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Seventeen student leaders from around the world arrived on Princeton’s campus last April to spend three days engaging in important dialogue with colleagues who might one day shape U.S.-China policy. Attendees of Princeton U.S. China Coalition’s first conference included a law student from India who was traveling outside of the country for the first time, a Ph.D. student born in China and is studying at Oxford, and more than a dozen other students passionate about Sino-American policy issues.

“The very first night was really special,” co-president Samuel Kunitz-Levy ’18 recalled, “We were at Forbes ready to welcome everyone, and real people who had traveled for our conference started to show up. We were hanging out with all of them outside, and I realized this was going to start to unfold really fast, that this was actually happening, and it was going to be awesome.”

Now in its second year, the U.S. China Global Governance Forum has a new name, different programming, but a similar mission. PUCC will welcome 33 students on April 5, 2017 from the United States, China, and other countries to listen, learn, and share their perspectives on the challenging issues facing the two countries over the next few decades.

In 12 short months, the conference has rapidly developed and expanded. More than 70 students applied, and 33 were accepted, representing almost double the number of attendees from the previous year. Ten of these students will be from universities in China, including Fudan University, Renmin University, and Shanghai International Studies University.

“Having these delegates coming in from China gives a diversity of thought to the lecture and precepts, and in the casual conversations taking place among the delegates,” Kunitz-Levy explained.

Co-president Eric Wang ’18 said, “Our hope is that the community we create through these 30 delegates is strong enough to serve as a launch board for new partnerships between Princeton U.S. China Coalition and other student organizations across Chinese campuses in the future.”

The forum this year is oriented around a two-pronged theme, “beginning with a thorough comparison of the existing political and legal frameworks in the U.S. and China, and culminating in an analysis of spaces in which the U.S. and China can collaborate on timely global policy issues,” according to PUCC promotional materials.

To accomplish this, attendees have been chosen with particular regard to the different perspectives they will be able to bring to the forum. The students have wide-ranging specialties, from economics to cybersecurity to environmentalism. Some are undergraduates, others are graduate students, Ph.D. students, and even young professionals.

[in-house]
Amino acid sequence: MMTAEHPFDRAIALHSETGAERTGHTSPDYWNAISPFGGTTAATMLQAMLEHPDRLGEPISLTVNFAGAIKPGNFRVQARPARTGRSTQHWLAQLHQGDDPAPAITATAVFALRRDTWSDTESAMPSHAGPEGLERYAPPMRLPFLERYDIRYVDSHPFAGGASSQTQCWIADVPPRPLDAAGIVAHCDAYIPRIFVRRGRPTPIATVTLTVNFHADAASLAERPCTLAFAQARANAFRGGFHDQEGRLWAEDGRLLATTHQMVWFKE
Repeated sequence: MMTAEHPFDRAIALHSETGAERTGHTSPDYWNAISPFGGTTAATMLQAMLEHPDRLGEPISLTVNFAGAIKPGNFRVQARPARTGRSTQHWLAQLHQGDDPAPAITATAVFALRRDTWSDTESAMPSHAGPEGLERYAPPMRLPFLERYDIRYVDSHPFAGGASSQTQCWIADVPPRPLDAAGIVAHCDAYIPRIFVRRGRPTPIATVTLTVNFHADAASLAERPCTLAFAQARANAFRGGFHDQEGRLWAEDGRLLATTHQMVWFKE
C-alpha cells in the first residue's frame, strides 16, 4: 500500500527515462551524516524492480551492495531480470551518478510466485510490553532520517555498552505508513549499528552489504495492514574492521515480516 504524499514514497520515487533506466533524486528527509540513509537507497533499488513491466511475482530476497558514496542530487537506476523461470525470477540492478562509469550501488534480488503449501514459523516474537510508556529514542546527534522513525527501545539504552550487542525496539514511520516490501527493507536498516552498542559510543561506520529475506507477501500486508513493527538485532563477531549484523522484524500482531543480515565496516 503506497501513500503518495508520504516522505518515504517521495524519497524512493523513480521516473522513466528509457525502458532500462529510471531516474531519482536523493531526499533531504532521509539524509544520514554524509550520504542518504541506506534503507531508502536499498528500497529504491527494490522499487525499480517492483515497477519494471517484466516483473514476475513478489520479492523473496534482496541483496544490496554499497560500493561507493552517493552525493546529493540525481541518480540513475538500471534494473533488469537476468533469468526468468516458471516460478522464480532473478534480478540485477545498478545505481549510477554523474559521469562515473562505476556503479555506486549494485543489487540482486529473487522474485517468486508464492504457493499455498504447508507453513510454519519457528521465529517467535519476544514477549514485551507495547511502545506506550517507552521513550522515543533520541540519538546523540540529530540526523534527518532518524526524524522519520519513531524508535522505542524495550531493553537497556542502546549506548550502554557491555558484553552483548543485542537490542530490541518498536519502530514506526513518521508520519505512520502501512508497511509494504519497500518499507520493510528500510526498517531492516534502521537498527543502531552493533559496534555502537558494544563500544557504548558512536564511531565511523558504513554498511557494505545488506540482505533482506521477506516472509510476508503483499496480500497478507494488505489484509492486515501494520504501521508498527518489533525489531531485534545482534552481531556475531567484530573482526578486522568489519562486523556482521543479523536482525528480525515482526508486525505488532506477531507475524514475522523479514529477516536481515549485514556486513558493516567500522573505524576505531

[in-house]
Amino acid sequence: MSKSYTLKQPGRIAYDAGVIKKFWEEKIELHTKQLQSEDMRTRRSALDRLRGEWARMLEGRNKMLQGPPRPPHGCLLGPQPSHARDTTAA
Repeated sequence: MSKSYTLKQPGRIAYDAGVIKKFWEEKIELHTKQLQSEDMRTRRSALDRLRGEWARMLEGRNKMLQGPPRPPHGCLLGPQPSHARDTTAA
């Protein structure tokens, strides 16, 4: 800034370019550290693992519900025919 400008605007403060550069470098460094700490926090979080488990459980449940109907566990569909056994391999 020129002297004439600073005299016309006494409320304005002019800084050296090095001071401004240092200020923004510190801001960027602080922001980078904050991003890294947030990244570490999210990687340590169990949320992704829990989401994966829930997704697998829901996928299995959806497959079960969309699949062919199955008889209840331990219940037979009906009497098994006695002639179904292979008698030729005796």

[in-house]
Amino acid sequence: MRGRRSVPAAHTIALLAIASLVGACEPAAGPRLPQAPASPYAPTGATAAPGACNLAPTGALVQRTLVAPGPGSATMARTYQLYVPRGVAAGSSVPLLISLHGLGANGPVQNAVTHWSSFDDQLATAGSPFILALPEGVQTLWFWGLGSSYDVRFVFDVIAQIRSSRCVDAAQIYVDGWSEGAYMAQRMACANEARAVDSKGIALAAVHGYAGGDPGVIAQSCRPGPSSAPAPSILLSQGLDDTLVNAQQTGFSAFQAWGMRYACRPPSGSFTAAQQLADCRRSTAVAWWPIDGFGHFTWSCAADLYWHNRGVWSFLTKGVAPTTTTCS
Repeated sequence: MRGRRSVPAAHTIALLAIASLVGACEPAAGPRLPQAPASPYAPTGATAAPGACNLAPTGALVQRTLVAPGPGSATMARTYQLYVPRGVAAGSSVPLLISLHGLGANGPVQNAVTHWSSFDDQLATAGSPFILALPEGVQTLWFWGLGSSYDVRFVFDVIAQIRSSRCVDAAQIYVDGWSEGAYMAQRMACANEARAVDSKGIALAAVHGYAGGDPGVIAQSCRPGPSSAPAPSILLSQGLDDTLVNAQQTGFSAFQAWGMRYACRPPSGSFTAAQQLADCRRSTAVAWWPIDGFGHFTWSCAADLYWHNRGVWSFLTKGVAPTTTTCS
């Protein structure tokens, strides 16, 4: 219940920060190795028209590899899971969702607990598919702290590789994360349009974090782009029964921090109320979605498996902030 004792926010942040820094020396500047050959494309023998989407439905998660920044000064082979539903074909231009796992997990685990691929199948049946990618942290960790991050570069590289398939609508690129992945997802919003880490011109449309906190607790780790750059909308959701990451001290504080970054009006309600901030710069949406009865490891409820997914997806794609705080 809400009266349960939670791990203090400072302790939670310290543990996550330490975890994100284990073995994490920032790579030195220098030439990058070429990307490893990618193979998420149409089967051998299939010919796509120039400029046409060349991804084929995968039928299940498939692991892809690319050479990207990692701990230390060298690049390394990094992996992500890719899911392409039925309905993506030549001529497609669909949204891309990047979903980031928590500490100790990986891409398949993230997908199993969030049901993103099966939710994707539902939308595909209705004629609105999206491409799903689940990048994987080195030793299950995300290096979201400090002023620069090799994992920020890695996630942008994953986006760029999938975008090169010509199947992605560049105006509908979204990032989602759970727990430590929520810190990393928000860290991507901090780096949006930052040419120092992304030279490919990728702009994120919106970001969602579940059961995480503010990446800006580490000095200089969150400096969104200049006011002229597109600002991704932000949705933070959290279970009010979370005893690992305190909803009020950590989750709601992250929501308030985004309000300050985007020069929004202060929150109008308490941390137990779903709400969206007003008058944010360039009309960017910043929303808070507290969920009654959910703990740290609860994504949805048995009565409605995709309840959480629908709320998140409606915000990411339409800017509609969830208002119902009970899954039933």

“Last year, the PUCC executive board did an extraordinary job of designing such an impactful conference with limited funding, resources, and manpower,” Andrew Li ’19, the conference director, said. He noted, “This year, we are looking to build off that in adding a distinctly global perspective to the conference. We are elevating PUCC to new levels of professionalism and education.”

The now five-day conference will feature prominent speakers, including former U.S. Ambassador to China Max Baucus, New York Times Beijing bureau chief and journalism professor Edward Wong, and former Deputy Assistant Secretary of State for East Asian and Pacific Affairs and Wilson School professor Thomas Christensen.

“Baucus will bring a lot of fresh, on-the-ground insight from his recent career,” said Wang, “He’s the guy to speak to right now about China.”

PUCC has also expanded on its interactive content. “We have a number of exciting activities planned for this year that we didn’t do last year,” Li explained. Crisis simulations, a career panel, and precepts are on the 2017 schedule.

“I think it’s really valuable for them to network and hear from experienced individuals who have done China-related work,” said Natalie Nagorski ’20, Director of Career and Alumni Relations for PUCC. She is aiming to bring together experts from a variety of different sectors who have experience bridging U.S.-China relationships in professional fields to provide advice to the students.

Much of the additional content was made possible due to productive fundraising efforts this year that allowed PUCC to expand its connections and marketing. “This year we’ve received extremely generous levels of support from different departments at Princeton — everything from the Projects Board to History and the Practice of Diplomacy to the Journalism Department, among many others,” Li said.

With increased funding and prominent speakers, PUCC is opening up all of the lectures to the Princeton community this year, and spaces in the precepts and lunch with Ambassador Baucus to the forum’s sponsors.

“It’s really hard to put on a conference. Last year, I think went incredibly well for all the different challenges we were presented with,” said Kunitz-Levy, “This year we have more experience. More experience has led to more funding. And that has given us more opportunities in planning a conference that is more polished. I think delegates will come away with thinking ‘wow.’”

“I hope every year it will get better,” said Kunitz-Levy, “And I think it’s going to be better this year in a lot of different ways.”

“I envision in the long term having Chinese and American students hosting forums like Global Governance at their universities. This could be the start of a really important conversation,” Wang concluded.

For more information on the public lectures, visit puccuschina.org.

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